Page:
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Sound Memories

I travel with a canon s90 and a flip cam. I do most of my reflection with a notepad; some amount of that writing ends up on this site. I also travel with a digital field recorder, currently an Edirol R-09. I record a bit of everything with it. Music from car stereos and gasping tape decks. A friend’s guitar playing, a stranger singing. The sounds of markets and bus rides. The adhan and sunday morning church sessions. The sound of morning, of dusk, of the middle of the night.

I incorporate some of these sounds into the music I make. Outside of a cathedral in Hanoi, I recorded part of a Sunday service. Big, strong choral vocals filled the neighborhood. The sound gave me chills. I added some delay at the beginning and end, a few chords on guitar, and around 36 seconds in, a synth kick and a composite clap made from static and a transposed recording of 3 kids snapping their fingers.

Power line vines speaker flowers by lionsinthetiles

It is not mixed or mastered, so excuse the levels. This is the cathedral, it is near Hoan Kiem Lake:

One night, in the newtown neighborhood of Accra, Ghana, I heard a woman singing. She was far away, but her voice carried well. It sounded like a praise song. It led to the track below.

Newtown im coming by lionsinthetiles

Music creation is not the only reason I carry a field recorder. Photos and videos help me connect with a memory, but audio recordings let me recreate it. When I feel like savoring some nostalgia, I put on a pair of headphones, close my eyes, and listen. Footsteps and laughter, whispers and exhalations, birds and insects, rain drops and a breeze.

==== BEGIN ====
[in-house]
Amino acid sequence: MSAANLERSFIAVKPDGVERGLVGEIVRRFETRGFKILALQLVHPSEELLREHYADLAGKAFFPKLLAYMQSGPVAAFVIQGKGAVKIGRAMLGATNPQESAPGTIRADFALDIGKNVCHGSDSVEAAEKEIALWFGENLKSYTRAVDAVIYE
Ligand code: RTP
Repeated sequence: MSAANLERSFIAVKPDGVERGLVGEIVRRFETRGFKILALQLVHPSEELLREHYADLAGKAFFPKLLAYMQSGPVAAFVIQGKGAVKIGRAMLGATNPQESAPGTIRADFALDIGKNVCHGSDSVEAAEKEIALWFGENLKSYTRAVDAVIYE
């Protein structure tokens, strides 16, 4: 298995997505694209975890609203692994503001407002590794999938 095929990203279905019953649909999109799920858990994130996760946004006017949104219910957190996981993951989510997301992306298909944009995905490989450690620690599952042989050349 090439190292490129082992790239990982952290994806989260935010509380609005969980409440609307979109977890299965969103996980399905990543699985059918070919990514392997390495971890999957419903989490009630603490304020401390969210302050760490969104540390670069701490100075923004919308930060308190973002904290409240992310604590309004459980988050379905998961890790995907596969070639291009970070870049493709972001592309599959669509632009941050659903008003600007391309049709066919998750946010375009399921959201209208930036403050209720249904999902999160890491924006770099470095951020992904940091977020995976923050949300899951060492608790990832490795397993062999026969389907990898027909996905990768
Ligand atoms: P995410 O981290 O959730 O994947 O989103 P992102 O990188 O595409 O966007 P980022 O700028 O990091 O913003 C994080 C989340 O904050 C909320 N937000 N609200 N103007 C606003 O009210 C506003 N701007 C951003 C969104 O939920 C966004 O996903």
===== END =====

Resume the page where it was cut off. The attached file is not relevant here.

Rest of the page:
In this clip, a fleeting verse of a Doussou Bagayoko song as I approached the entrance of Palais de la Culture in Bamako. It was an airless afternoon at the end of May, the hot season’s final notice, reminding all life forms of its strength. I had walked from my apartment, thirty minutes away. Listening now, I can feel the weight of my saturated shirt. My lethargic limbs. The mild burning in my nostrils upon inhalation. Doussou’s voice, pleasant though it is, provides no relief.

Amidst the crowded lunchtime marketplace of Palais’ front gate, where sizzling brochettes are loaded into baguettes with sliced onion, hard-boiled egg, avocado, chili and a sprinkling of salt, I see a small girl sitting on a cooler. She is holding a half-frozen bottle of bissap juice, a hyper-sweetened purple tea made from hibiscus flowers, the ultimate elixir on a hot afternoon. I buy two bottles. In the shade of a mango tree, the first sip of this sugary ice is like an opiate. I might as well be floating in my mother’s womb. I sit down on a stone bench and hit play. Doussou’s voice. Now I’m in love.

doussou by lionsinthetiles

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{ 16 comments… add one }

  • jade September 18, 2011, 10:52 am

    This is a great idea- we recorded some of the nuns chatting in Beijing and it is so beautiful to listen back to. Without pictures, the sounds immediately bring you back to Beijing.

    • phil September 18, 2011, 6:47 pm

      Jade, that sounds like a great recording. That’s just it, it’s almost easier for your brain to recreate the scene without the pictures. Cool stuff.

  • Caanan @ No Vacation Required September 19, 2011, 11:14 pm

    I have seen your Gravatar around but have never actually stopped by your site. I’m really impressed with your recordings / music.